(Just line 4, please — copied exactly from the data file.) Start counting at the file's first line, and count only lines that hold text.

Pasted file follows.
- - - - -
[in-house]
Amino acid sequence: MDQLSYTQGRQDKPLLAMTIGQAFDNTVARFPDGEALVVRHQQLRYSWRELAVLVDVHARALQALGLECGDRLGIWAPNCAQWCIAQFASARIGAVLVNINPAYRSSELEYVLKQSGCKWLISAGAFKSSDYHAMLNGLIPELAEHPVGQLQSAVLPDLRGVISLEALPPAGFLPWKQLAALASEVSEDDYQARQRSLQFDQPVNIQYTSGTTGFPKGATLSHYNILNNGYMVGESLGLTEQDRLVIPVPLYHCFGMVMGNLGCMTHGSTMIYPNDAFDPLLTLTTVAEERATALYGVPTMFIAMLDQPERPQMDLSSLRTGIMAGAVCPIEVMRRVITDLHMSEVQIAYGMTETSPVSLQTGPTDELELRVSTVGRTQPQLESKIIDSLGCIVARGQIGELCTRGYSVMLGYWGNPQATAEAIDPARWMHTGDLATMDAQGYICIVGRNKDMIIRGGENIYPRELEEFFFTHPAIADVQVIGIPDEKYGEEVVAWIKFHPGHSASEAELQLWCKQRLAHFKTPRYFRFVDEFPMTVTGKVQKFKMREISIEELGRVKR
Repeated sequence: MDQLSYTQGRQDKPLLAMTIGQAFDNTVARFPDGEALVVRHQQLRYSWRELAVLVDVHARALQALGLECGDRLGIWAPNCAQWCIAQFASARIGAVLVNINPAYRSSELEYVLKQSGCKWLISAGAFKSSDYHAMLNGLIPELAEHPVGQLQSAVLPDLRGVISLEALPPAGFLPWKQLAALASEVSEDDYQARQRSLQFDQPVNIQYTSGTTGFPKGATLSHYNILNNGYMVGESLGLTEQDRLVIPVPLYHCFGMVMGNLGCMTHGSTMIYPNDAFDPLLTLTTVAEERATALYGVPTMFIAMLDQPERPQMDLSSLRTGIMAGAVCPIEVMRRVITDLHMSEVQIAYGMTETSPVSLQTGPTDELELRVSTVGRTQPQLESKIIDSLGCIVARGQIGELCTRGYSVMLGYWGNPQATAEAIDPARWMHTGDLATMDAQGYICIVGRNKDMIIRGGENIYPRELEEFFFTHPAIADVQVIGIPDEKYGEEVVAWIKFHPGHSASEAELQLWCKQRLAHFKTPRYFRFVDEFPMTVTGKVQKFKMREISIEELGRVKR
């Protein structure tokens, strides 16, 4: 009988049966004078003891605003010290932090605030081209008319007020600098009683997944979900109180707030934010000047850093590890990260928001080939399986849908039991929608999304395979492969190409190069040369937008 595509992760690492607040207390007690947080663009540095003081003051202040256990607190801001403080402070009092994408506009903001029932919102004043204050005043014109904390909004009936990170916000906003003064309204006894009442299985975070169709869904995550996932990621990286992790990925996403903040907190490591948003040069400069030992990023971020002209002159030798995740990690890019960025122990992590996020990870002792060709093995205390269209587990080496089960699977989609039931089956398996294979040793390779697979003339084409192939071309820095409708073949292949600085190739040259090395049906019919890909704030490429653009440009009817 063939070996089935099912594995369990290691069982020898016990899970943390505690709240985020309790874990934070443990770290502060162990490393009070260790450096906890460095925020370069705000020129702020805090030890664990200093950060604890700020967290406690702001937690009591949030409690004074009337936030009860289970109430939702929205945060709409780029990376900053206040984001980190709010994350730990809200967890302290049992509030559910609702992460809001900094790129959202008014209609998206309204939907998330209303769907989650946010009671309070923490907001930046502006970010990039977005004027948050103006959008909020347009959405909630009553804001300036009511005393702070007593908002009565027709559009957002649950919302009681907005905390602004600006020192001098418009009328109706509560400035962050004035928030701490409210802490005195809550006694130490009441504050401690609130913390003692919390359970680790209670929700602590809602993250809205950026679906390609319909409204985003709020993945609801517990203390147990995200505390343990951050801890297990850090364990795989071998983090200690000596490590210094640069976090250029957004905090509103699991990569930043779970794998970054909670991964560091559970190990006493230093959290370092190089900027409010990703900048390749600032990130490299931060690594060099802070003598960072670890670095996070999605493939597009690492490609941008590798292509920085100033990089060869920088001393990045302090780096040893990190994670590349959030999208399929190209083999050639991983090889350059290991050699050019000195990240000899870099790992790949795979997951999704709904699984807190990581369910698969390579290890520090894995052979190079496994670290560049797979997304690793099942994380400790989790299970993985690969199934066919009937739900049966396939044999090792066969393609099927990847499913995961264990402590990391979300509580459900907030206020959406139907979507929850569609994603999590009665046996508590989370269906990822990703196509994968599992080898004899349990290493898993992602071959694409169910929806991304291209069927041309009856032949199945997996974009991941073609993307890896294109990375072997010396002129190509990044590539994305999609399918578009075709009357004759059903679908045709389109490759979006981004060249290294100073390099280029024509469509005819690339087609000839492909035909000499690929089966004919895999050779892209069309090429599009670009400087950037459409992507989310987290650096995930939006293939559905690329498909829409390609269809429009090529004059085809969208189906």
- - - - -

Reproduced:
């Protein structure tokens, strides 16, 4: 009988049966004078003891605003010290932090605030081209008319007020600098009683997944979900109180707030934010000047850093590890990260928001080939399986849908039991929608999304395979492969190409190069040369937008 595509992760690492607040207390007690947080663009540095003081003051202040256990607190801001403080402070009092994408506009903001029932919102004043204050005043014109904390909004009936990170916000906003003064309204006894009442299985975070169709869904995550996932990621990286992790990925996403903040907190490591948003040069400069030992990023971020002209002159030798995740990690890019960025122990992590996020990870002792060709093995205390269209587990080496089960699977989609039931089956398996294979040793390779697979003339084409192939071309820095409708073949292949600085190739040259090395049906019919890909704030490429653009440009009817 063939070996089935099912594995369990290691069982020898016990899970943390505690709240985020309790874990934070443990770290502060162990490393009070260790450096906890460095925020370069705000020129702020805090030890664990200093950060604890700020967290406690702001937690009591949030409690004074009337936030009860289970109430939702929205945060709409780029990376900053206040984001980190709010994350730990809200967890302290049992509030559910609702992460809001900094790129959202008014209609998206309204939907998330209303769907989650946010009671309070923490907001930046502006970010990039977005004027948050103006959008909020347009959405909630009553804001300036009511005393702070007593908002009565027709559009957002649950919302009681907005905390602004600006020192001098418009009328109706509560400035962050004035928030701490409210802490005195809550006694130490009441504050401690609130913390003692919390359970680790209670929700602590809602993250809205950026679906390609319909409204985003709020993945609801517990203390147990995200505390343990951050801890297990850090364990795989071998983090200690000596490590210094640069976090250029957004905090509103699991990569930043779970794998970054909670991964560091559970190990006493230093959290370092190089900027409010990703900048390749600032990130490299931060690594060099802070003598960072670890670095996070999605493939597009690492490609941008590798292509920085100033990089060869920088001393990045302090780096040893990190994670590349959030999208399929190209083999050639991983090889350059290991050699050019000195990240000899870099790992790949795979997951999704709904699984807190990581369910698969390579290890520090894995052979190079496994670290560049797979997304690793099942994380400790989790299970993985690969199934066919009937739900049966396939044999090792066969393609099927990847499913995961264990402590990391979300509580459900907030206020959406139907979507929850569609994603999590009665046996508590989370269906990822990703196509994968599992080898004899349990290493898993992602071959694409169910929806991304291209069927041309009856032949199945997996974009991941073609993307890896294109990375072997010396002129190509990044590539994305999609399918578009075709009357004759059903679908045709389109490759979006981004060249290294100073390099280029024509469509005819690339087609000839492909035909000499690929089966004919895999050779892209069309090429599009670009400087950037459409992507989310987290650096995930939006293939559905690329498909829409390609269809429009090529004059085809969208189906």